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PEEK

Keyword Abbreviation Token (hex) Version(s) Classification
PEEK P{Shift+E} C2 1.0 to 4.7 Function
PEEK  PE{Shift+E}  C2  7.0  Function 

  Syntax  
PEEK ( address )
 
Parameters Type Legal Value(s) Default Value Note(s)
address Unsigned integer
0 to 65535
 
In v1.0, PEEK of ROM would return 0.
 
Returns Type Value(s) Note(s)
value Integer
0 to 255
 
  Purpose  
Read contents of "memory".
 
 
Remarks  
This statement gets a single byte, value, from "memory" which may be RAM, ROM, or (not really memory) an I/O register.  In the later case, the simple act of "reading" may cause the I/O chip to update the value (it might change automically too, depending on the type of chip).  On machines with more than 64K of system RAM, the BANK statement should be used prior to PEEK, so BASIC will access the correct "memory".  It is also possible there is nothing connected to the specified address, however BASIC will not generate an error in such a case; you simply get "garbage."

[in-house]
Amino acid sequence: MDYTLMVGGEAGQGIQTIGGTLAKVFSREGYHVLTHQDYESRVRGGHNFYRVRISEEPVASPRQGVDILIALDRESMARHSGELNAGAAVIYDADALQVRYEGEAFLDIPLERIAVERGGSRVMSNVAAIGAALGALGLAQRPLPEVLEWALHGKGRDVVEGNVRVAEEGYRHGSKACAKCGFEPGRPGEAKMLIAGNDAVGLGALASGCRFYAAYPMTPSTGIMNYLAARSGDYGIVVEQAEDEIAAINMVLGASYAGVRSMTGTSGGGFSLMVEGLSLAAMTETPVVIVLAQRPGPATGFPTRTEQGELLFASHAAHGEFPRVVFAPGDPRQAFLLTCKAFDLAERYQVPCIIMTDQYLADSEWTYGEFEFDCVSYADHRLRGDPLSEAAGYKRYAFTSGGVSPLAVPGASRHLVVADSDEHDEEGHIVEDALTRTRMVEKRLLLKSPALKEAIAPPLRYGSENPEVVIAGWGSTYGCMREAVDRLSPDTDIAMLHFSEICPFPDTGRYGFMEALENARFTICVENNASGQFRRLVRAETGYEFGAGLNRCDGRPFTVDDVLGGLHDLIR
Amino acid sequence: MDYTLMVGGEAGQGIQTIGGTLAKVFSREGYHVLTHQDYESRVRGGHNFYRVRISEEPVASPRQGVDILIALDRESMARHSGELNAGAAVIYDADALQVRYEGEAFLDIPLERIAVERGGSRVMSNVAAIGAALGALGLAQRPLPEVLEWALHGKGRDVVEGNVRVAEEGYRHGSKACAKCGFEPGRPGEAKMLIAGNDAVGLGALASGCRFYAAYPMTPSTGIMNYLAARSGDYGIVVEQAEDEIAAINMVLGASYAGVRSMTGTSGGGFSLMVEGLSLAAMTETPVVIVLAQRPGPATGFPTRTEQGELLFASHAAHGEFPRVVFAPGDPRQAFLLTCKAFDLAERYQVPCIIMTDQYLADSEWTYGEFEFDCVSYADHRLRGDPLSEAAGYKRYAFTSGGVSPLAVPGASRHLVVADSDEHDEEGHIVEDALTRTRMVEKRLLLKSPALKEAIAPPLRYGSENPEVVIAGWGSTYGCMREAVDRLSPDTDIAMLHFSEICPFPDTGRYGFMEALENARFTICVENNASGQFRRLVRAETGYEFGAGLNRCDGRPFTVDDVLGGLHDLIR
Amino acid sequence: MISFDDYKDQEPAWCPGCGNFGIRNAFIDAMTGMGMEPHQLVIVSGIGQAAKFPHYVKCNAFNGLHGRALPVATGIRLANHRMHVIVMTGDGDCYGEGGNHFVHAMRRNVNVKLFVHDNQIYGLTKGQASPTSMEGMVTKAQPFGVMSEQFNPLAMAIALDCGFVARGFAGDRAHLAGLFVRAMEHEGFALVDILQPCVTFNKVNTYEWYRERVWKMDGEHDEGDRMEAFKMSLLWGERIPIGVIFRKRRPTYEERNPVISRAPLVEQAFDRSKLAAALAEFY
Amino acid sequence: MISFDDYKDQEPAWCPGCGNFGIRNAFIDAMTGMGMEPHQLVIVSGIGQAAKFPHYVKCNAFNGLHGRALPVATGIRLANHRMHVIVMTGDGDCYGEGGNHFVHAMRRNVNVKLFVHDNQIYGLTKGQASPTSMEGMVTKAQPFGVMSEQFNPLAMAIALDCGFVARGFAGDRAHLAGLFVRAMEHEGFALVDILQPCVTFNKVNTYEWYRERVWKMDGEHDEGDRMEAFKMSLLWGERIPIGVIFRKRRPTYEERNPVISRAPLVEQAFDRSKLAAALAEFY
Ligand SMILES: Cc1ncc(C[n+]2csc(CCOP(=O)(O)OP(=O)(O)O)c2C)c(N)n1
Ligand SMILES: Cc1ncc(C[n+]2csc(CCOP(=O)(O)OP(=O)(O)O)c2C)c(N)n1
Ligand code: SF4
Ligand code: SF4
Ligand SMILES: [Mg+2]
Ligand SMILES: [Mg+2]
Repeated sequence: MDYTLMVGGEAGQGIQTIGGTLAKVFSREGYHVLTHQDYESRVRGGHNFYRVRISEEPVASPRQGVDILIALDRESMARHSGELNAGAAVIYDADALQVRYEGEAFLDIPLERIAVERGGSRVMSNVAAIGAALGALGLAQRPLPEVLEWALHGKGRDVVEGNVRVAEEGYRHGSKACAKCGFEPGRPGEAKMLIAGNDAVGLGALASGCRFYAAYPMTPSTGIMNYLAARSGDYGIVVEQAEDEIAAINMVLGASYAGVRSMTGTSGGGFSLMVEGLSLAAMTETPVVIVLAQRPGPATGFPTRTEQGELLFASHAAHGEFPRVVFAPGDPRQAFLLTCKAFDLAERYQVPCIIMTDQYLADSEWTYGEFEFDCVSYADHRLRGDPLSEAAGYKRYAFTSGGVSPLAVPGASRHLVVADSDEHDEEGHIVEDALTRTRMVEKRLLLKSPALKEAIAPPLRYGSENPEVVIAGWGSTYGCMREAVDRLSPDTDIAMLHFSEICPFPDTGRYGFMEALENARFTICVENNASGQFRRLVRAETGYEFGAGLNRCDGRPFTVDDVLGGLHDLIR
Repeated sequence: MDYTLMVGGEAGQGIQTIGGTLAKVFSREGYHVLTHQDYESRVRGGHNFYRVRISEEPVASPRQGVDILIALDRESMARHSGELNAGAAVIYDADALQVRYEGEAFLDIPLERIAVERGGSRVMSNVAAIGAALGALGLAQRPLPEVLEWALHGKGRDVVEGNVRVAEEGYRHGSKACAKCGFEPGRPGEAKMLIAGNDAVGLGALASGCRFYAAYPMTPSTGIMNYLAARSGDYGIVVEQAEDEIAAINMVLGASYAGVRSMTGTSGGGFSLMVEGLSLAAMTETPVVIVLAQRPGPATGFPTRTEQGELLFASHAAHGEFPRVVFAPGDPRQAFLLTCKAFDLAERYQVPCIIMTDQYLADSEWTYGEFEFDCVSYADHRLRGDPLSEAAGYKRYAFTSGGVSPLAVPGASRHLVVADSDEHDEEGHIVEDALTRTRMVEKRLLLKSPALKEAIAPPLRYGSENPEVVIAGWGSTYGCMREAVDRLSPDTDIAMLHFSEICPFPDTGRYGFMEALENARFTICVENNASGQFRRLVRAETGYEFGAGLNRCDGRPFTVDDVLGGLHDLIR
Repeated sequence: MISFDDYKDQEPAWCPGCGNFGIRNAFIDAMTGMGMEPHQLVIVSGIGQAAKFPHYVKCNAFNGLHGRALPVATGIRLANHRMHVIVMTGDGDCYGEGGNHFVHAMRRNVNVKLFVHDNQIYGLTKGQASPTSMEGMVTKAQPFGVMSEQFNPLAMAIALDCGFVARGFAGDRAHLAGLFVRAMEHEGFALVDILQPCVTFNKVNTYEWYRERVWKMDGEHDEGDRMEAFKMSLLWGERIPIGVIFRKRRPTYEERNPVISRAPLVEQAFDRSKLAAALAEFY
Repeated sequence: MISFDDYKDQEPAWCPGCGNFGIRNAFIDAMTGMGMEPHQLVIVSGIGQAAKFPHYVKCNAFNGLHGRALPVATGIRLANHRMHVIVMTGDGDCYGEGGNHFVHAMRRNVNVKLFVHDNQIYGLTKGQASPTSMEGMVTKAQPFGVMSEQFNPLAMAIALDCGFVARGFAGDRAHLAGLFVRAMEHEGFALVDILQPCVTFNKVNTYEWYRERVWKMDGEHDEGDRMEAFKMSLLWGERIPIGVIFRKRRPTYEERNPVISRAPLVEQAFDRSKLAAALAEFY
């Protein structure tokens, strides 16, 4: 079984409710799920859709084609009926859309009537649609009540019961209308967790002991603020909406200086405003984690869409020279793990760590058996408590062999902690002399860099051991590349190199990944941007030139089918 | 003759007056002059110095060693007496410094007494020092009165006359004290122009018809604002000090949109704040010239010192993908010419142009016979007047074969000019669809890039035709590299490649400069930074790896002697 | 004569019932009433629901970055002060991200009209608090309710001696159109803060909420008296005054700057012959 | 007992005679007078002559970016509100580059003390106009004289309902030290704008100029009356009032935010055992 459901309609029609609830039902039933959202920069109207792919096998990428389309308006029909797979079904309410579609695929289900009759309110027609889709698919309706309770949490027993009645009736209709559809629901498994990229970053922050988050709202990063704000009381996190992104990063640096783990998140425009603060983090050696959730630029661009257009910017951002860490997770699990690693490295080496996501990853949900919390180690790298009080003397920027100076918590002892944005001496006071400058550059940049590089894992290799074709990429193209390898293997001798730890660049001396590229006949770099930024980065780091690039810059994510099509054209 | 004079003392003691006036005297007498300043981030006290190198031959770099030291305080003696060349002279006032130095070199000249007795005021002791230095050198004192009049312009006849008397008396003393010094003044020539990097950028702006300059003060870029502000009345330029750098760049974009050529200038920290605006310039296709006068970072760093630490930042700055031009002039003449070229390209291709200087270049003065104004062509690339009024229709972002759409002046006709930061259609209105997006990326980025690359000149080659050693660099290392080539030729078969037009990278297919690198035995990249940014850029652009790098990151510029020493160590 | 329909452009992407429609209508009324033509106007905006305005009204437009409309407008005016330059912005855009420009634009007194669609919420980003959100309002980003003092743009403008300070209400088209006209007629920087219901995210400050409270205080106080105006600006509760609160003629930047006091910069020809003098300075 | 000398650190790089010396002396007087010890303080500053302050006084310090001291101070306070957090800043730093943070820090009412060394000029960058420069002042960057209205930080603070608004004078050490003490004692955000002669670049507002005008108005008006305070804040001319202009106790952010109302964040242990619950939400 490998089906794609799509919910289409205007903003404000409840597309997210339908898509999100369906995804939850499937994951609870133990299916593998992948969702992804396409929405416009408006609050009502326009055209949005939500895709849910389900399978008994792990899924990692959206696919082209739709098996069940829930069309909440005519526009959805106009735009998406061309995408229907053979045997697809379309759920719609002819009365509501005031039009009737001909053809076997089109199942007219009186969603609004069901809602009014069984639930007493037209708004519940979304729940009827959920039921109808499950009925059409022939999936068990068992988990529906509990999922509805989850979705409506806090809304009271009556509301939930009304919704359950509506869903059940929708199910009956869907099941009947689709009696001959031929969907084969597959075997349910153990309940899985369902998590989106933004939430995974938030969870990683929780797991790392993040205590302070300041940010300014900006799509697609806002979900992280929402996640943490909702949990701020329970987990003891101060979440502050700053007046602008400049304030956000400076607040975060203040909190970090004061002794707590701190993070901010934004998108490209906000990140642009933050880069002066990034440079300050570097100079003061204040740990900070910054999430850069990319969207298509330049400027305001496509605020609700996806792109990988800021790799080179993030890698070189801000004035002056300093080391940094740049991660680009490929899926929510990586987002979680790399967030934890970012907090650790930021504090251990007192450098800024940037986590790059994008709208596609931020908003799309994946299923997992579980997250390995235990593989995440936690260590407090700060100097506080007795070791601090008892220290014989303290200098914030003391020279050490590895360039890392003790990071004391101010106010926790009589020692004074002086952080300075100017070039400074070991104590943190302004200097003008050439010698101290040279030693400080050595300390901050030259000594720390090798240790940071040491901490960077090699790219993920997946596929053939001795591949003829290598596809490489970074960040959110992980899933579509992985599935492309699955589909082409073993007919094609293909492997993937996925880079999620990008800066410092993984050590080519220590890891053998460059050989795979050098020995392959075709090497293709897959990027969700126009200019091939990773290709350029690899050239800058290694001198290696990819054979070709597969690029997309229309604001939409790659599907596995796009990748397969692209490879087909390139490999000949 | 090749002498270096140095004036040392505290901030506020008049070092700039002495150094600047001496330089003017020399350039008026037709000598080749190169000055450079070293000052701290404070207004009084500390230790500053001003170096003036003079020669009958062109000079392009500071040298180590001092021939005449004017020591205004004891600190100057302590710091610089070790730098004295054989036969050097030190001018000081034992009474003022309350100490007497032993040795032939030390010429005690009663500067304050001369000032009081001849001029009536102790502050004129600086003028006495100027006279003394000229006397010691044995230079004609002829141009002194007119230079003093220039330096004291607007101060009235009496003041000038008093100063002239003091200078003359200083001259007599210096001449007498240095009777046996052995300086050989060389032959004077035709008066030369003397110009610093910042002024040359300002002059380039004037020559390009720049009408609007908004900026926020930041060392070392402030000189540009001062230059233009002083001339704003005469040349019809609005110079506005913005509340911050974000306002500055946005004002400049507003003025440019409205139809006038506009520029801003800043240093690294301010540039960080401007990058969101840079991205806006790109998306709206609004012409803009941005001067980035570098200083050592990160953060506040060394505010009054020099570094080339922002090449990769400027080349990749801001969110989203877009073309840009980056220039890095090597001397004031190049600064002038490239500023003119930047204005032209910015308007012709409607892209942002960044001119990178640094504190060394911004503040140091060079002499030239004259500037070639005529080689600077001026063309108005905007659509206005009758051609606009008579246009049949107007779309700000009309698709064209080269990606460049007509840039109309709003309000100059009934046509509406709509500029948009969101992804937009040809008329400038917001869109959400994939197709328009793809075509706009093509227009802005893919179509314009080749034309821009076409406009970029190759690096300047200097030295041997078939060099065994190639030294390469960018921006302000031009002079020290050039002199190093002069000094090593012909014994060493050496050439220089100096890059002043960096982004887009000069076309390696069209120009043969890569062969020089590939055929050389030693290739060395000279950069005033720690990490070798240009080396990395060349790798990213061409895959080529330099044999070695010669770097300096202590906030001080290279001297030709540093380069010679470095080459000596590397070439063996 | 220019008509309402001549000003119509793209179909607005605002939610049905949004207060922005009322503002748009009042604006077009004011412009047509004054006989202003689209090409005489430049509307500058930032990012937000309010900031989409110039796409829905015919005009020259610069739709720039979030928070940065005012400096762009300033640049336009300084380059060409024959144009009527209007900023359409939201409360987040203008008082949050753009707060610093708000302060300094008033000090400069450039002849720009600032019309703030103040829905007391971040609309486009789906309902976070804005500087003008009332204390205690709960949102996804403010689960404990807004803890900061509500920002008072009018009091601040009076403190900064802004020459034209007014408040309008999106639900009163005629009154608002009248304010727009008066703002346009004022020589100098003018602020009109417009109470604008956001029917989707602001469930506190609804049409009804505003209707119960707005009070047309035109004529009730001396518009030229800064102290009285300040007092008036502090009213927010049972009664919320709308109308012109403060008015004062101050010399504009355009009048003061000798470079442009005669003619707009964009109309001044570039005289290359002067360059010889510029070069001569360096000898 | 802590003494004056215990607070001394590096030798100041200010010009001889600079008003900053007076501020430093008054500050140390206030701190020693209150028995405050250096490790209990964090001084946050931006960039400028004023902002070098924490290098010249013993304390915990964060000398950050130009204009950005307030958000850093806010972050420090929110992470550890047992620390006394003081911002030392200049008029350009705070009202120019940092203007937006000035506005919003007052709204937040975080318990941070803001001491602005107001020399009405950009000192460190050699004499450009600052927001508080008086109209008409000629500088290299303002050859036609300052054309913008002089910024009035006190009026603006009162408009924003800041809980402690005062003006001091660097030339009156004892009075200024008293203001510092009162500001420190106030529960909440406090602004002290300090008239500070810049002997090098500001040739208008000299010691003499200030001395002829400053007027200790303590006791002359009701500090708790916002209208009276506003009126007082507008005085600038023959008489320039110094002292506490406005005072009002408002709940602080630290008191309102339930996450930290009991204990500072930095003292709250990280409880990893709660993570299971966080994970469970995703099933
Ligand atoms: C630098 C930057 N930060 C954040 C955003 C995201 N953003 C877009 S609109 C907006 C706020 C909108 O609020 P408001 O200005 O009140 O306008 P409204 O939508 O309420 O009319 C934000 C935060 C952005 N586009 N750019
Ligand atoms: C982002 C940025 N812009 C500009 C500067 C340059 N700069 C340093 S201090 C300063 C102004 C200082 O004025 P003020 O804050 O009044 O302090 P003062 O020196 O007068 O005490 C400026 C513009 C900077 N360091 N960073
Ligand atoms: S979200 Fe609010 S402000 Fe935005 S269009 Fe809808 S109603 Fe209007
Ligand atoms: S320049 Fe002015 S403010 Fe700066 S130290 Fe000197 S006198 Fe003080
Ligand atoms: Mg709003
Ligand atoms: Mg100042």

PEEK is typically used to retrieve a piece of information about the hardware or some secret BASIC setting (such as the current DATA pointer) that is not directly available from BASIC.  For example, on the C64, a PEEK of address 53281 will give the value that the VIC-II is using for the background screen color.  In this case, the C64 has BASIC 2.1, but some later versions provide a BASIC command (RCLR) to get the current screen color.
 
If the address is a string, a TYPE MISMATCH ERROR occurs.  If address is a floating-point value it will converted to an integer (see INT).  If the (resulting) integer is not legal (see table above) then ILLEGAL QUANTITY ERROR is generated.
 
This function is the complement of POKE which lets you write "memory."  The useful set of addresses is very machine-specific; this function is non-portable.  As such, there are no examples... okay one stupid example that should be safe on any CBM machine.
 
Example:
POKE 254,7

READY.
PRINT PEEK(254)
 7

READY.
PRINT PEEK(-254)

?ILLEGAL QUANTITY ERROR
READY.
  
 
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